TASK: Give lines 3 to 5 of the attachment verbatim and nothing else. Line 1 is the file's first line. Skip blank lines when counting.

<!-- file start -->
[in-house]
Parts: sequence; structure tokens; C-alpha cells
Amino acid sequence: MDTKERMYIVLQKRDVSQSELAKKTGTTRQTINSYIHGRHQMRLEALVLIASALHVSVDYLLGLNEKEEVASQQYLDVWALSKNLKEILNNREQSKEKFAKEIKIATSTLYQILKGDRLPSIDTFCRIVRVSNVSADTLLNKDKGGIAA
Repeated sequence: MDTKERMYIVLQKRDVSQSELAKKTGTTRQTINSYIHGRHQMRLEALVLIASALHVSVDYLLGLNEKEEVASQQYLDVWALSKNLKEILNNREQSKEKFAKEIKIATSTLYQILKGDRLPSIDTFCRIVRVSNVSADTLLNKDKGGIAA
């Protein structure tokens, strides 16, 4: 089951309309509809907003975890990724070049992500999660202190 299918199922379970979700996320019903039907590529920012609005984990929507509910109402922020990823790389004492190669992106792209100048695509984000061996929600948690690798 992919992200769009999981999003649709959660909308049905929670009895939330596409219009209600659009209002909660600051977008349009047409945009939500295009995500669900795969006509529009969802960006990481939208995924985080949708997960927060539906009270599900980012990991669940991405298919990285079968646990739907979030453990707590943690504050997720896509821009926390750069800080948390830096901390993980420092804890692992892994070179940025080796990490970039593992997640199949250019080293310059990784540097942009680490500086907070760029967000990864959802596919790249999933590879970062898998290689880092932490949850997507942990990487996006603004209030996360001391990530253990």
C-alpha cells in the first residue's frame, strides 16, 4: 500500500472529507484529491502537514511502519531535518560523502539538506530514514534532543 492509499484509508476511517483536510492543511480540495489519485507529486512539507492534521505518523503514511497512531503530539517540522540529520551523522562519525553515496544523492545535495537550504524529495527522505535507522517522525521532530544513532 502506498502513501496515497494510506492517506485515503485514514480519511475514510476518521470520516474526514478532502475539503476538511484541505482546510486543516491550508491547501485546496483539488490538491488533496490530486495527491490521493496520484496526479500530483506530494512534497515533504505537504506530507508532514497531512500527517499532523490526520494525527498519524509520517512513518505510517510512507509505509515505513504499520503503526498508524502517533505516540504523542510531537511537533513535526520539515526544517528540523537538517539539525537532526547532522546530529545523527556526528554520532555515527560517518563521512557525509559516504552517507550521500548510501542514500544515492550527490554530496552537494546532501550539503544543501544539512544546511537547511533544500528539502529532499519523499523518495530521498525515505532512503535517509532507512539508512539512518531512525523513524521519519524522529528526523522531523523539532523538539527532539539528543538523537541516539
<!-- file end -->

Amino acid sequence: MDTKERMYIVLQKRDVSQSELAKKTGTTRQTINSYIHGRHQMRLEALVLIASALHVSVDYLLGLNEKEEVASQQYLDVWALSKNLKEILNNREQSKEKFAKEIKIATSTLYQILKGDRLPSIDTFCRIVRVSNVSADTLLNKDKGGIAA
Repeated sequence: MDTKERMYIVLQKRDVSQSELAKKTGTTRQTINSYIHGRHQMRLEALVLIASALHVSVDYLLGLNEKEEVASQQYLDVWALSKNLKEILNNREQSKEKFAKEIKIATSTLYQILKGDRLPSIDTFCRIVRVSNVSADTLLNKDKGGIAA
């Protein structure tokens, strides 16, 4: 089951309309509809907003975890990724070049992500999660202190 299918199922379970979700996320019903039907590529920012609005984990929507509910109402922020990823790389004492190669992106792209100048695509984000061996929600948690690798 992919992200769009999981999003649709959660909308049905929670009895939330596409219009209600659009209002909660600051977008349009047409945009939500295009995500669900795969006509529009969802960006990481939208995924985080949708997960927060539906009270599900980012990991669940991405298919990285079968646990739907979030453990707590943690504050997720896509821009926390750069800080948390830096901390993980420092804890692992892994070179940025080796990490970039593992997640199949250019080293310059990784540097942009680490500086907070760029967000990864959802596919790249999933590879970062898998290689880092932490949850997507942990990487996006603004209030996360001391990530253990």